My only real criticism of the book, if I could call it a criticism, is that sometimes the narrative is a little difficult to follow. However, I suspect this is less because of the writing skills of the authors and more because of the massive complexities of the man, the crimes and the investigation, with the widely varying accounts by Manuel and his fantasies about reality only serving to make the case more complex. The authors have actually done well given the material they have to cover to make the narrative something approaching easy to follow and to hold the attention of the reader. They have also been careful to explain where necessary the difference on the Scottish legal system from that of England so that the reader can understand the narrative, without going into overcomplicated detail.

The writers do not hold back on giving their honest opinions about the protagonists in the case, for example they are scathing about Manuel's father and his subsequent admission after his son's execution that he had lied in court on his behalf. However, they are also appropriatly compassionate to the victims families and indeed some of Manuel's family too which all serves to highlight the non-biased approach they have taken to the book. They also do not fall into sensationalist writing as many crime writers do, but are instead realistic e.g. they only attribute crimes to Manuel for which they think their is sufficient evidence, rather than speculating. I also liked the fact they did not use the book to make a case for or against capital punishment as this issue would only cloud the case they are examining - a pitfull a number of crime authors whose accounts I have read have fallen into.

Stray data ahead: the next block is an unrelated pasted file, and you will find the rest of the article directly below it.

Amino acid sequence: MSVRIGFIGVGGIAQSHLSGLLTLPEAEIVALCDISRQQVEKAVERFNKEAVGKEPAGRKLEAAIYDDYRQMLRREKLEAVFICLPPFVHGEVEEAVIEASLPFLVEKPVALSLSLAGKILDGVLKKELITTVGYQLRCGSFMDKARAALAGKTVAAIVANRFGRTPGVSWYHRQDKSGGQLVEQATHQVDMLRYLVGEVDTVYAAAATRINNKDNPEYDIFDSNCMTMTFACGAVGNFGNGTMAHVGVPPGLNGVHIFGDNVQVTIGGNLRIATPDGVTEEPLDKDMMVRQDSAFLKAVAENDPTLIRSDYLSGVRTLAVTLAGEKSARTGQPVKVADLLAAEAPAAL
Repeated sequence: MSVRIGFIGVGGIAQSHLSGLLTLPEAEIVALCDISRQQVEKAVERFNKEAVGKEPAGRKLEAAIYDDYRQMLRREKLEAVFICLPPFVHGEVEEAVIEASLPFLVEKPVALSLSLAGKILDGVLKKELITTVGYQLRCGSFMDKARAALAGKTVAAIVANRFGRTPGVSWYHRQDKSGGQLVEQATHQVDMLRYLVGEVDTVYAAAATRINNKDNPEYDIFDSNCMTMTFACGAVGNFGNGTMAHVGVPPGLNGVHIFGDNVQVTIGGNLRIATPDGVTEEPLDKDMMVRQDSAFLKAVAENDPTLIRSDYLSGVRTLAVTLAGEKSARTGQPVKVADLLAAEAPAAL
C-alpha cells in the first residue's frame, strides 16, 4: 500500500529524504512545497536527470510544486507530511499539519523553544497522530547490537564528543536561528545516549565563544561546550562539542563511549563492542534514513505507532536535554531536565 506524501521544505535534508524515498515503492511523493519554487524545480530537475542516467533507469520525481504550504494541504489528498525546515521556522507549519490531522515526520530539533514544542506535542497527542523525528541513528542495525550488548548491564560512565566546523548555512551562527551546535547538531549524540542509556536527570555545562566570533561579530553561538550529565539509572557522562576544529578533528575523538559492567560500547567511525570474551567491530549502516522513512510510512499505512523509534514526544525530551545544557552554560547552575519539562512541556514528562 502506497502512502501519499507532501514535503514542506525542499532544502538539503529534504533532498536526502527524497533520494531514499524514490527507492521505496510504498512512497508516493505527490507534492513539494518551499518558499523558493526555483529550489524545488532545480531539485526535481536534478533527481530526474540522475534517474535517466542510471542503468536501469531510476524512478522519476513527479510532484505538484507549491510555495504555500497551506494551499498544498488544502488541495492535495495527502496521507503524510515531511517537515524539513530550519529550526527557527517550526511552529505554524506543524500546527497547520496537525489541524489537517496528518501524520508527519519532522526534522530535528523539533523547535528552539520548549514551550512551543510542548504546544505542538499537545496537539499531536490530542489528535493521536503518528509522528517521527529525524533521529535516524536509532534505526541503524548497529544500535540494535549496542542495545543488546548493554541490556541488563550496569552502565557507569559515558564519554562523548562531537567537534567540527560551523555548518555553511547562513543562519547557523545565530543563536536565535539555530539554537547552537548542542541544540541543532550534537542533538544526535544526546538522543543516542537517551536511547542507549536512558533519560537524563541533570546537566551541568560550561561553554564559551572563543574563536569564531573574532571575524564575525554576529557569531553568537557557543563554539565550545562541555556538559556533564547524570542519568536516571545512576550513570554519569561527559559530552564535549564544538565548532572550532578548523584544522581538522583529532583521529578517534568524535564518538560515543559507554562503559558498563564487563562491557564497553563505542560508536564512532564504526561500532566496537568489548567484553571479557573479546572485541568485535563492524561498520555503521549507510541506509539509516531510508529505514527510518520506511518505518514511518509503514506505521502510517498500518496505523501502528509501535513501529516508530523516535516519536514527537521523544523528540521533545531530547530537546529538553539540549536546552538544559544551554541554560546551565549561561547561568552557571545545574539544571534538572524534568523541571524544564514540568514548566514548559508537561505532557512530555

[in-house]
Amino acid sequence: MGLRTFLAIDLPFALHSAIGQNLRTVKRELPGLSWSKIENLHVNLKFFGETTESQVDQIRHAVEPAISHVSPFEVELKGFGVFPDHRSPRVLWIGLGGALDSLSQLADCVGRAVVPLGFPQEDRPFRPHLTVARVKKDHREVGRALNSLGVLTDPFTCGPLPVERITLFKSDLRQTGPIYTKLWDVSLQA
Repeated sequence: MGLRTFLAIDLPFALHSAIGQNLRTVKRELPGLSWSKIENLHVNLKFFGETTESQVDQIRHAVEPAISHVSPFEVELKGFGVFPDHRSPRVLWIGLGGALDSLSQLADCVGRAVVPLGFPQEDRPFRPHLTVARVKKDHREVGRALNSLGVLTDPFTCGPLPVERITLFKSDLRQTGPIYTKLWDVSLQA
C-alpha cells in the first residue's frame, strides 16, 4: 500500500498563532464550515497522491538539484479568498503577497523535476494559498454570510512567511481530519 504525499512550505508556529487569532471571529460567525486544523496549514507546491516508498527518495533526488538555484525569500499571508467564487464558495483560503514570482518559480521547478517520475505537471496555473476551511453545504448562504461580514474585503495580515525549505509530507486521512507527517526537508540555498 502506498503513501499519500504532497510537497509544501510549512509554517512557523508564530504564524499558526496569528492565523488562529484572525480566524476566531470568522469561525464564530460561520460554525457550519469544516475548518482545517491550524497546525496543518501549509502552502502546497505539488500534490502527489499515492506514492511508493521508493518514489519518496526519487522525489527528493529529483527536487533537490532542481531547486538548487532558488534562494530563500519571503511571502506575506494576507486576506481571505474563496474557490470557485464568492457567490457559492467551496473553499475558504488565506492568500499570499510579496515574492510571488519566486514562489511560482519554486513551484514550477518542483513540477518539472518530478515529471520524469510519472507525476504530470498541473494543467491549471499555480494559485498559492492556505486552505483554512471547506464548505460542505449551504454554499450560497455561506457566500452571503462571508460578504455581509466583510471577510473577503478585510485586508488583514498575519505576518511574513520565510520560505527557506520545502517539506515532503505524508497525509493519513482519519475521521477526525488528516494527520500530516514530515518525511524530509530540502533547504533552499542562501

If you are looking for an account of the psychology of Manuel and an idea of why he may have committed his crimes this is probably not the book for you though. The focus is more on a narrative of events and analysis of what crimes Manuel committed and how he committed them rather than an analysis of the working of the man himself. The book does touch on this, for example reporting what psychiatrists who examined Manuel concluded about him and looking at his period of probably fained insanity in an attempt to avoid execution. However, they admirably acknowledge that they have no specialist knowledge of forensic psychology so do not try to make judgements on this themselves.